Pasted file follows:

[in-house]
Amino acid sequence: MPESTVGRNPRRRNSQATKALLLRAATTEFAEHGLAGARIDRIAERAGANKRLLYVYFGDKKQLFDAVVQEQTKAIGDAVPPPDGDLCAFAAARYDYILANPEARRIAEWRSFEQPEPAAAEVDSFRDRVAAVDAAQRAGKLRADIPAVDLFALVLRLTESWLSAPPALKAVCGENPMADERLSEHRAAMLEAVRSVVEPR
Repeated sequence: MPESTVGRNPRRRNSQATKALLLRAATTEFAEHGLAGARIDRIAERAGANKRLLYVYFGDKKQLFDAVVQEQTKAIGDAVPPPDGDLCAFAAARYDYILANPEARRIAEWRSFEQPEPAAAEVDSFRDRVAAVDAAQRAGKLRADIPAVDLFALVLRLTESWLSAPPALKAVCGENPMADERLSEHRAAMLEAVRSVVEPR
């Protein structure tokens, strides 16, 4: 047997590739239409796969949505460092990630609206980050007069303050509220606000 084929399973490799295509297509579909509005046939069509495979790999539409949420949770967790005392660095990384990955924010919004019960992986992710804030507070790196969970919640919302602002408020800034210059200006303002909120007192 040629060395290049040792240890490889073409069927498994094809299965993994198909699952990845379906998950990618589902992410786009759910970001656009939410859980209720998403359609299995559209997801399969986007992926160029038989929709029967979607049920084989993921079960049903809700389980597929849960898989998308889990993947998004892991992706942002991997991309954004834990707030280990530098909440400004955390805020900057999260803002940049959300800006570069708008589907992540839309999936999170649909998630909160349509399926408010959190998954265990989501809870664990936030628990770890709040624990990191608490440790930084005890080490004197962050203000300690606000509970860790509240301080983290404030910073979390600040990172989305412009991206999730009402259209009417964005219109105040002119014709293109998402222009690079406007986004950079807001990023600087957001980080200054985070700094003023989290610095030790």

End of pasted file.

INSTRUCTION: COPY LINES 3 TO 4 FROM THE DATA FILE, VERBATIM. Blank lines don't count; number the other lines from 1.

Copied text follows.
Repeated sequence: MPESTVGRNPRRRNSQATKALLLRAATTEFAEHGLAGARIDRIAERAGANKRLLYVYFGDKKQLFDAVVQEQTKAIGDAVPPPDGDLCAFAAARYDYILANPEARRIAEWRSFEQPEPAAAEVDSFRDRVAAVDAAQRAGKLRADIPAVDLFALVLRLTESWLSAPPALKAVCGENPMADERLSEHRAAMLEAVRSVVEPR
């Protein structure tokens, strides 16, 4: 047997590739239409796969949505460092990630609206980050007069303050509220606000 084929399973490799295509297509579909509005046939069509495979790999539409949420949770967790005392660095990384990955924010919004019960992986992710804030507070790196969970919640919302602002408020800034210059200006303002909120007192 040629060395290049040792240890490889073409069927498994094809299965993994198909699952990845379906998950990618589902992410786009759910970001656009939410859980209720998403359609299995559209997801399969986007992926160029038989929709029967979607049920084989993921079960049903809700389980597929849960898989998308889990993947998004892991992706942002991997991309954004834990707030280990530098909440400004955390805020900057999260803002940049959300800006570069708008589907992540839309999936999170649909998630909160349509399926408010959190998954265990989501809870664990936030628990770890709040624990990191608490440790930084005890080490004197962050203000300690606000509970860790509240301080983290404030910073979390600040990172989305412009991206999730009402259209009417964005219109105040002119014709293109998402222009690079406007986004950079807001990023600087957001980080200054985070700094003023989290610095030790």